equipment or components by replacing or repairing
parts or entire pieces of equipment. Special
overhaul work is normally done at the depot level.
Upkeep maintenance is preventive, corrective, or
additive maintenance performed by catapult and
arresting gear crew members. It includes servicing,
periodic inspection, functional and bench testing,
replacement, preservation, and repair of catapult
and arresting gear equipment.
Standard upkeep work is the periodic or
scheduled maintenance performed on catapult and
arresting gear equipment after a prescribed number
of aircraft launches or recoveries or calendar days.
Such work is performed in compliance with
prescribed inspection or replacement requirements.
It is known as scheduled maintenance.
Special upkeep work is done on catapult and
arresting gear equipment to improve, change, or
restore their capability to perform specific mission
functions. Special upkeep maintenance is done by
replacement, removal, addition, alteration, or repair
of catapult and arresting gear parts or equipment.
This work is normally performed without regard to
flight operations or prescribed maintenance interval
periods. It is known as unscheduled maintenance.
All ALRE (aircraft launch and recovery
equipment) maintenance functions are divided into
of three distinct maintenance levels:
organizational, intermediate, or depot. To
determine at which level a maintenance task must
be accomplished, you must refer to the appropriate
maintenance, operation, and service manuals.
Maintenance tasks are assigned according to the
complexity, scope, and range of the work to be
This allows maintenance to be
performed at the lowest practical level in order to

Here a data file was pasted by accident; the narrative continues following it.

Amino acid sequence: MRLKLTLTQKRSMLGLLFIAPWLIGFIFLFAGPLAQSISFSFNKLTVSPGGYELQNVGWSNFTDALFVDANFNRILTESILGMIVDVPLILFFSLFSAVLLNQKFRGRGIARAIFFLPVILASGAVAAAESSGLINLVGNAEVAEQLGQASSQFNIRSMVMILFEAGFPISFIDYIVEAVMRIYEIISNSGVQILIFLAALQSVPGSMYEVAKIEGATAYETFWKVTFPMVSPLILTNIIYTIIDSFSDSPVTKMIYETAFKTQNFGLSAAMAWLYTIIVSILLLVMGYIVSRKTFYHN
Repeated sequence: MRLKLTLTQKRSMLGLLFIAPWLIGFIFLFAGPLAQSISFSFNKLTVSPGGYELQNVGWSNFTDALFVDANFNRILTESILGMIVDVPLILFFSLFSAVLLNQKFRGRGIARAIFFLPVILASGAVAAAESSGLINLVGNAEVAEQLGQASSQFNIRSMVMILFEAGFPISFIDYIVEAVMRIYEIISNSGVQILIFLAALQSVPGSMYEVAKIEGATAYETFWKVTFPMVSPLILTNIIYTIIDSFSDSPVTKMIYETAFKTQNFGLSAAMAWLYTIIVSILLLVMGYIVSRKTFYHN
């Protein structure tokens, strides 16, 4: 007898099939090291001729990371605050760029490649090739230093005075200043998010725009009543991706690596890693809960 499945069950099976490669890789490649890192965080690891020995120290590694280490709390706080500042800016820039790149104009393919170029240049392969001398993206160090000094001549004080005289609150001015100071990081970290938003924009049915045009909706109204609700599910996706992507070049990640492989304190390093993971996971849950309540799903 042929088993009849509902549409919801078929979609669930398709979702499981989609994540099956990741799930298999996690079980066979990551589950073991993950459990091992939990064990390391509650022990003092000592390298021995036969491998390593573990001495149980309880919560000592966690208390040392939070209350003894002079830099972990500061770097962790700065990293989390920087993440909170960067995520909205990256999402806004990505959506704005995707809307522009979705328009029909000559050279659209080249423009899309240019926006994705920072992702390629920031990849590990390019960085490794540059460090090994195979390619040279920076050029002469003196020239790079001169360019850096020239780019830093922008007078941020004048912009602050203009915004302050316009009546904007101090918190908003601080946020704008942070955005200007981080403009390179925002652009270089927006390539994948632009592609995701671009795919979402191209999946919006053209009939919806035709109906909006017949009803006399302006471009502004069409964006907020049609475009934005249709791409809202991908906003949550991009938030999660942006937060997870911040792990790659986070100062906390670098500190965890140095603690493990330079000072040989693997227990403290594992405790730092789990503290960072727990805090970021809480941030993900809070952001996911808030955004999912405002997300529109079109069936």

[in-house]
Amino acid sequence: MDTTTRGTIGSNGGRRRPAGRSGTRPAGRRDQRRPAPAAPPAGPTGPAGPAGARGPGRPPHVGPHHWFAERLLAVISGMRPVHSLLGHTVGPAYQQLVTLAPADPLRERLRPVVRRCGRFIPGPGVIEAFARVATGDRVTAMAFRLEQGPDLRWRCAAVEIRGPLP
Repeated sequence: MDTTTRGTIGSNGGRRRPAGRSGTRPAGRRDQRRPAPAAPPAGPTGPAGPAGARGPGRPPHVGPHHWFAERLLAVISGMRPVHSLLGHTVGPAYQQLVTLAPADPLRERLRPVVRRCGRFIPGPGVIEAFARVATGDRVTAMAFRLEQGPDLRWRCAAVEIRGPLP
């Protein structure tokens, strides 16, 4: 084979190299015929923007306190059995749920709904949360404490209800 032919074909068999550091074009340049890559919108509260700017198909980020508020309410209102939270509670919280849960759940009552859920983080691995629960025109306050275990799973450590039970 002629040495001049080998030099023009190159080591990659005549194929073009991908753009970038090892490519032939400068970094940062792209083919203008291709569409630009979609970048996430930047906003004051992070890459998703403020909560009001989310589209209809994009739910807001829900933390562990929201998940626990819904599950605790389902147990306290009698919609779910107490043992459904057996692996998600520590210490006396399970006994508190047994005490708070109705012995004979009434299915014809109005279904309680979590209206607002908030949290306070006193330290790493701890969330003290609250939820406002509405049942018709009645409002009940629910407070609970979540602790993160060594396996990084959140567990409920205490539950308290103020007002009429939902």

maintain required readiness and material condition.
The three levels of maintenance are explained in the
Organizational or O-level maintenance is the
maintenance that is normally done by the catapult
and arresting gear crews. O-level maintenance tasks
are grouped under the following categories:
Inspection, operation, and servicing as
defined and required by PMS
Corrective and preventive maintenance,
removal/replacement of defective parts
Incorporation of technical directives (TDs),
within prescribed limitations
Record keeping and reports writing
Intermediate or I-level maintenance is done by
designated maintenance activities in support of fleet
The aircraft intermediate maintenance
department (AIMD) on aircraft carriers is an
example of such activities.
includes the following functions and services:
Repair, test, inspection, and modification of
ALRE components and related equipment
Manufacture of selected and nonavailable
Incorporation of technical directives, within
Calibration of designated equipment
Depot or D-1evel maintenance is maintenance
that requires skills and facilities beyond the O- and
I-levels of maintenance. It is performed by naval
shipyards, commercial shipyards, Naval Ship Repair
Facilities, contractor repair, the Naval Air Warfare
Center (NAWC), and by voyage repair teams
(VRTS) from specified naval aviation depots.
D-1evel maintenance supports the lower I- and
O-levels of maintenance by providing engineering
assistance and performing maintenance beyond the
capability of lower level maintenance activities.